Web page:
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How She Became 'The Bun Lady'

Cordia Harrington grew up wearing hand-me-down clothes and watching her parents struggling to pay bills. A trip to a McDonald's was a big night out for her family. She wanted better for her own kids. But in the end, it was her desire to spend more time with them that was her biggest motivator.

Harrington's nickname is "The Bun Lady."

"It's growing on me," she says of her nickname with laughter to Early Show correspondent Melinda Murphy. "I didn't name myself that. I can promise you that."

Harrington owns the Tennessee Bun Company and claims to make more buns per hour than anybody else on the planet.

"We make over 1,000 buns a minute," she says, "It's over 60,000 buns an hour. It's a lot of buns."

But Harrington wasn't always all about buns. In fact, she started out in real estate.

"When I started the real estate business, I did use all my own money, $587," she chuckles. "I bought my plywood. I bartered for my office space, leased my desk and it grew from there."

It was a $587 investment that would eventually lead to millions. Of course, Harrington's path to fortune was anything but direct. She took her real estate company one step further and launched a construction business, too. But running booming businesses and being a mom is tough.

Says Harrington, "My second son was two weeks early. I had him at five in the morning and took him in a basket with me at 9:00 a.m. that same morning to a real estate closing."

The juggling act grew all the more difficult with the arrival of a third son. Then she got divorced.

Suddenly, Harrington was a single parent, and wanted to spend more time with her kids. She thought buying a McDonald's franchise would give her more free time.

But the transition was often painful. She had to keep one business running while traveling to start a new one.

"I would have a college girl at that time spend the night at my house, so that, when the boys woke up, she would be there," Harrington recalls. "I would drive, leave at three in the morning, and I would watch the sun rise. And every morning I did that. I would cry, and I'd think, 'Ooohh, is this worth it? This is so hard.'"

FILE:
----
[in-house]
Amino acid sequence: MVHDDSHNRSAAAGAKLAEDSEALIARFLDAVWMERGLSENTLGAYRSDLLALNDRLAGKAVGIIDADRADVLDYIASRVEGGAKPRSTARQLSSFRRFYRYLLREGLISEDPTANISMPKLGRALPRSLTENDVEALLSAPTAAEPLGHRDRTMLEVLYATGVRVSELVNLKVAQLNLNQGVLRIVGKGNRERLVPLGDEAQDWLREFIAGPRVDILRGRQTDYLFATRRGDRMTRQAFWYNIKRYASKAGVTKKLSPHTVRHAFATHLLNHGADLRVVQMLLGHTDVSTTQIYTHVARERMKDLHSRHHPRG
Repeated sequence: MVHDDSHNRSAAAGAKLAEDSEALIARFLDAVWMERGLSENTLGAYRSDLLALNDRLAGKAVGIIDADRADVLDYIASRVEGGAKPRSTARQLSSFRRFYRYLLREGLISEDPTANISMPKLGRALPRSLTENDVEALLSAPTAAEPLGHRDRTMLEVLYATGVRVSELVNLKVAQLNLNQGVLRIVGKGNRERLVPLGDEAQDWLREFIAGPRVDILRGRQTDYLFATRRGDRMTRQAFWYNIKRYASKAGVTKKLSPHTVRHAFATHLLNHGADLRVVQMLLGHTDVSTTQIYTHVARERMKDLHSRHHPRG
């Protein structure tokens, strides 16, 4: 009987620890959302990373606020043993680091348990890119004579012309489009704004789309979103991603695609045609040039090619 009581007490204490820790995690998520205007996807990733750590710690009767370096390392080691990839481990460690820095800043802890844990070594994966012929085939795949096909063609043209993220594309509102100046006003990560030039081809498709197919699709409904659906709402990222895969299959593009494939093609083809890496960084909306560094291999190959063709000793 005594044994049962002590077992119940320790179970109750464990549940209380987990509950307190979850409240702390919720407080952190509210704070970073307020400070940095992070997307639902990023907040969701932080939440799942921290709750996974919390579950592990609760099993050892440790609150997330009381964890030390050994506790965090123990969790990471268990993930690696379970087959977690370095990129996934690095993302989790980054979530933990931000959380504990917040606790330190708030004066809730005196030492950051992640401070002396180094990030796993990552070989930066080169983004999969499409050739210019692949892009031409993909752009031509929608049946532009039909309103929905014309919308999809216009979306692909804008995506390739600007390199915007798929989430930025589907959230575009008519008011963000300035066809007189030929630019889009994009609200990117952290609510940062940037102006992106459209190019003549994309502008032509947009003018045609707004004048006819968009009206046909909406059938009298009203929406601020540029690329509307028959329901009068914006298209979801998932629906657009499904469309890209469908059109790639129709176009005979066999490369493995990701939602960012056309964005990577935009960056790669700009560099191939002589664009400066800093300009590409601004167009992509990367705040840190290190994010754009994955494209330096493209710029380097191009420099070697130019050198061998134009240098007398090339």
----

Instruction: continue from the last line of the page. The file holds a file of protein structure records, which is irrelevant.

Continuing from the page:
The reward was mostly financial. That first McDonalds in Effingham, Ill., soon grew into three. But finding time for her kids was harder than ever.

"I took them to meetings or took them to work with me, and, you know, Mommy would try to make it fun that we'd all clean the lobby and the McDonald's restroom," Harrington says. 'OK, let's all get a towel, and let's see who can clean the most tables!' or, 'Let's put the most meals.' You know, the toys in the Happy Meal sacks."

Eventually, Harrington landed on the McDonald's bun committee, a group that oversees the supply of hamburger buns. It was love at first bite: "I'd go over there for a half-day meeting, come back, and that's all I could talk about for weeks. Sesame seeds in Guatemala, prices of flour in Russia. I mean, all of a sudden, McDonald's became global to me."

So, when McDonald's decided to open another bakery, Harrington begged for the chance to run it.

"I started calling and sending pictures," she says. "Finally, four years and about 32 interviews later, I convinced them they couldn't live without me."

But the good news meant another difficult series of changes.

"As I built the bakery, I still had three restaurants, 250 employees, three kids, I was single and driving back and forth. I put over 100,000 miles on my car in a year. I don't want to make it sound like this was all real easy. I did a lot of crying and yet in my mind, I knew I could do it. I just had to figure out how."

Part of figuring it out meant selling the franchises to concentrate on running the plant. And just as she did with her construction business, Harrington found a better way to do things.

Now, the Tennessee Bun Company calls itself the fastest-automated bakery in the world.

And McDonald's is no longer her only client.

"We serve 40 states for Pepperidge Farm," Harrington says. "We also serve the East Coast for Chili's. We have Ruby Tuesday as a customer. We have KFC. So we work for and bake, really, buns. That's our focus: buns."

Harrington has come a long way from hand-me-down clothes. The Tennessee Bun Company expects gross sales in excess of $50 million this year, which enables her family to enjoy life to the fullest, even if they're as busy as ever.

In fact, Harrington is planning to work even harder. She's now branched out into English muffins and launched a shipping company to move her products across the country. And she just bought a cold storage company. But she says her ultimate goal is to take her company international.

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